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Maplewood Man Gets Year In Jail For Crash That Killed Vet

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(credit: CBS) Bill Hudson
Bill Hudson has been with WCCO-TV since 1989. The native of Elk Rive...
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STILLWATER (WCCO) — In a packed Washington County courtroom, family, friends and fellow guard members of 34-year-old Brian Jacobson made certain that justice would be served.

Minnesota Army National Guard Master Sergeant Jacobson had served two tours of duty with the 34th Infantry Division and was back home on his Lake City farm.

However, on the morning of May 3, 2010 a Maplewood man, Anthony Mancheski, now 21 years old, was driving at speeds up to 89 mph and smashed into Jacobson near Hastings. Jacobson was killed instantly, leaving behind a wife and two children.

Mancheski was later charged with criminal vehicular homicide and agreed to a guilty plea. After Mancheski’s sentencing, Ember Johnson, Brian’s widow told reporters, “in all the quiet times, the pain is really deep, and forever.”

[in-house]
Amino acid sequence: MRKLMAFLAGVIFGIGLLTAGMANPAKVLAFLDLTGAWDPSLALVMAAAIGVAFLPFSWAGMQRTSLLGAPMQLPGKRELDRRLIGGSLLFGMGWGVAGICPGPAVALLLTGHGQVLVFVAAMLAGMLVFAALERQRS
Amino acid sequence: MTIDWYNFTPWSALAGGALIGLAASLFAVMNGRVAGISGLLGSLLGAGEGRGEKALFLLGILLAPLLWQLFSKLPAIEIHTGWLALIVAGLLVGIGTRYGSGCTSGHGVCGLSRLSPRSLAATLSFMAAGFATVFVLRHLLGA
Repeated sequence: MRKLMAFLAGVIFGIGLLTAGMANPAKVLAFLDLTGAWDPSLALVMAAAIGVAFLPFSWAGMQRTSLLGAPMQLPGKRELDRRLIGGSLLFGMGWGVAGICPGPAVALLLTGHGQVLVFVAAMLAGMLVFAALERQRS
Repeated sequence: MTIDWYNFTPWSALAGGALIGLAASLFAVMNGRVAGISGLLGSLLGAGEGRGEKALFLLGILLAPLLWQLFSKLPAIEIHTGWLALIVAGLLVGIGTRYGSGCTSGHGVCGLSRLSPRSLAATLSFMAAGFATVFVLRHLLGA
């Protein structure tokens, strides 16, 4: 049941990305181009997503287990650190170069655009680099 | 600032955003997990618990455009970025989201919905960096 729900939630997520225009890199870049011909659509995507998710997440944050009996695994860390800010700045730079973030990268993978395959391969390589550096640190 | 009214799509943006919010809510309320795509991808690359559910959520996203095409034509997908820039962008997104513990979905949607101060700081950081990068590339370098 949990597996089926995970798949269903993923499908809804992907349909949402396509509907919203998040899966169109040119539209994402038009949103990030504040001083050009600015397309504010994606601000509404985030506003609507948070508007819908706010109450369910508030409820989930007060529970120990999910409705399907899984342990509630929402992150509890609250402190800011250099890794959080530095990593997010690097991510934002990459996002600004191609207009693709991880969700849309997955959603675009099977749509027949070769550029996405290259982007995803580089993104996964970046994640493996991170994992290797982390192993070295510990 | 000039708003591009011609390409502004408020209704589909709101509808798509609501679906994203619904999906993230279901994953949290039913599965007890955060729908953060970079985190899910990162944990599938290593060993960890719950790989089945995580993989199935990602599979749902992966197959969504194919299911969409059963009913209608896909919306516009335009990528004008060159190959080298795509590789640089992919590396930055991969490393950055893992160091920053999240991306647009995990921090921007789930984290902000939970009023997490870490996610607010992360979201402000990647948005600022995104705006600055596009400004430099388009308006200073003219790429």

Mancheski’s guilty plea spared the family a difficult trial. While family members spoke of Mancheski’s lack of remorse for his reckless behavior, they supported the plea deal worked out by prosecutors.

Washington County Attorney Pete Orput explained, “the victim’s family did have some say in it and they asked that we not send this young man to prison. We took that into account.”

Victim’s impact statements and an emotional 11-minute video tribute captured the family’s pain. As photographs of Brian with his family, farm and fellow soldiers played on the screen, Judge Mary Hannon would contemplate the final sentence.

Mancheski will serve one year in the county jail and 10 years under supervised probation. Should he not follow the strict terms of his probation, he would be sent back to prison for up to 57 months.

“Justice has been served as best justice can be served, but Brian will never come back,” said Jacobson’s mother, Cathy.

As for the sense of loss felt by Jacobson’s widow, Ember Johnson says it never goes away.

“You find a safe place, and you kind of make friends with it, but it never goes away,” said Ember.

Mancheski was taken into custody to begin serving his one year in jail. When he’s completed that, he’ll be on supervised probation for 10 years, and have no drug or alcohol use.

Any violation of the terms would put him back behind bars to complete the 57-month stayed sentence.

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